Can an unmarried Tennessee father seek shared parenting time?

On Behalf of | Sep 8, 2023 | Fathers Rights |

The average new parent in Tennessee likely doesn’t know much about state law and will, therefore, be at a loss as to their legal rights and responsibilities if they find themselves fighting with the other parent of their child. Married couples generally understand that state law protects their rights as parents, but unmarried parents, especially fathers, often find themselves in an uncomfortable position if the relationship with the mother of their child becomes unstable.

Unmarried fathers all too often believe the urban legend that says their rights are completely dependent on the goodwill of the mother of their child. However, unmarried fathers in Tennessee have essentially the same rights as all parents, provided that their paternity has been confirmed.

Unmarried fathers can ask for shared custody

A man does not need to marry the mother of his children to have a right to shared custody arrangements under Tennessee family law. A father’s involvement is important for the social and emotional development of a child, and the state will work with a father who wants to play an active role in the lives of his children regardless of his marital status. The main difference between an unmarried father’s rights and a married father’s rights is that an unmarried father will need to establish his paternity with the state to secure time with his children from the courts. Tennessee has several straightforward methods of establishing paternity.

Unmarried fathers can fill out paperwork with the cooperation of the mother of their children which can add their names to the birth certificates. It is possible to take this step when a child first joins a family or at any point while they are still a minor. Unfortunately, many fathers experiencing a shift in their relationship with the mother of their children will not have her full support and cooperation. Even when the mother does not wish to acknowledge the father, the Tennessee family courts have the authority to order paternity testing that can establish within a very small margin of error that a man is the biological father of a child.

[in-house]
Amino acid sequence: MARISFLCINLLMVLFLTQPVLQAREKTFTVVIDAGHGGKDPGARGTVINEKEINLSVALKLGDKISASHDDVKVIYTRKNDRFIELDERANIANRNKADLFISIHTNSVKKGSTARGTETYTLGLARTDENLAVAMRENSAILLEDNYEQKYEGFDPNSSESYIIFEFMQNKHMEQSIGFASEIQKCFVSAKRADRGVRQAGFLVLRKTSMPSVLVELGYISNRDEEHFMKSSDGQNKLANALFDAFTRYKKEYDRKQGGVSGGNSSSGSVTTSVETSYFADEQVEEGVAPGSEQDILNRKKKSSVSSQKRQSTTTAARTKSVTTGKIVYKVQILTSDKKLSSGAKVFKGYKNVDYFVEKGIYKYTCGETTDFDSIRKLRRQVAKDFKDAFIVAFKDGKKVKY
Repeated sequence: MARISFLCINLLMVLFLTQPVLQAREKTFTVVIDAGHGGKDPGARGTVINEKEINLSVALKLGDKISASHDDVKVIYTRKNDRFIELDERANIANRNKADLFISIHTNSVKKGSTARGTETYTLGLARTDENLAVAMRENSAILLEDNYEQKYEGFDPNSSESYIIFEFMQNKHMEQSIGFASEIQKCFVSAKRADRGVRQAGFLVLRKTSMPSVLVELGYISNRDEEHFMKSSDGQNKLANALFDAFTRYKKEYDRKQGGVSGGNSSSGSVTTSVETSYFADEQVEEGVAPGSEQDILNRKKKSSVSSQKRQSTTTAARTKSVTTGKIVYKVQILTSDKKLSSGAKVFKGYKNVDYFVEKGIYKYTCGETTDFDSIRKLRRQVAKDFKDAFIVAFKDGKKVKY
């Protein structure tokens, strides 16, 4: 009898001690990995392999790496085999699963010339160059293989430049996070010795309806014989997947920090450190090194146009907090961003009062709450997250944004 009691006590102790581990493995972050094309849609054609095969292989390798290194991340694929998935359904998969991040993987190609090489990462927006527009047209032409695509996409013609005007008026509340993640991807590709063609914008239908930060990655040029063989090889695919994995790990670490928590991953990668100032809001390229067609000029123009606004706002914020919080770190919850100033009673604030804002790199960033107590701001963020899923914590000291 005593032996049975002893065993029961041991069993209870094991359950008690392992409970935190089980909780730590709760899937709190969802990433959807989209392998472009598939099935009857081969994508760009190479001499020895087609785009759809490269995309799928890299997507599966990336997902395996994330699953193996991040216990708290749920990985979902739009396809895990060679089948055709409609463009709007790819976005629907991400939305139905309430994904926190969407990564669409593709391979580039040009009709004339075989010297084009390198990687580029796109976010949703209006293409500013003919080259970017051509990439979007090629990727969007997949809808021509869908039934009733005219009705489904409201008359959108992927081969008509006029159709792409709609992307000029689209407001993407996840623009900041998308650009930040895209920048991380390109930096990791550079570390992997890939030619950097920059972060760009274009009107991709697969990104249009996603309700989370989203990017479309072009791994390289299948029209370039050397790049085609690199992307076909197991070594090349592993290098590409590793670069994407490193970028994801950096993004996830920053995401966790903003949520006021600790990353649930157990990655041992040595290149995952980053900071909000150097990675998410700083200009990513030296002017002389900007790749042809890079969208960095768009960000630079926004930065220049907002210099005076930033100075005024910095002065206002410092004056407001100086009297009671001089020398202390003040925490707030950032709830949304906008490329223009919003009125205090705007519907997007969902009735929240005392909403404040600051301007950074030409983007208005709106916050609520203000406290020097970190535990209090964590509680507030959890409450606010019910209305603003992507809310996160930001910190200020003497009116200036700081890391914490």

Once a man has established paternity through genetic testing or cooperation with the mother, he can then make use of the same parental rights as any other father. He can go to court and ask for parenting time and a degree of legal decision-making authority for his children.

Although unmarried fathers may have to take an extra step or two along the way, they can still play a very important, active role in the lives of their children. Learning about the laws governing parental rights and responsibilities in Tennessee can help unmarried fathers more effectively show up for their children.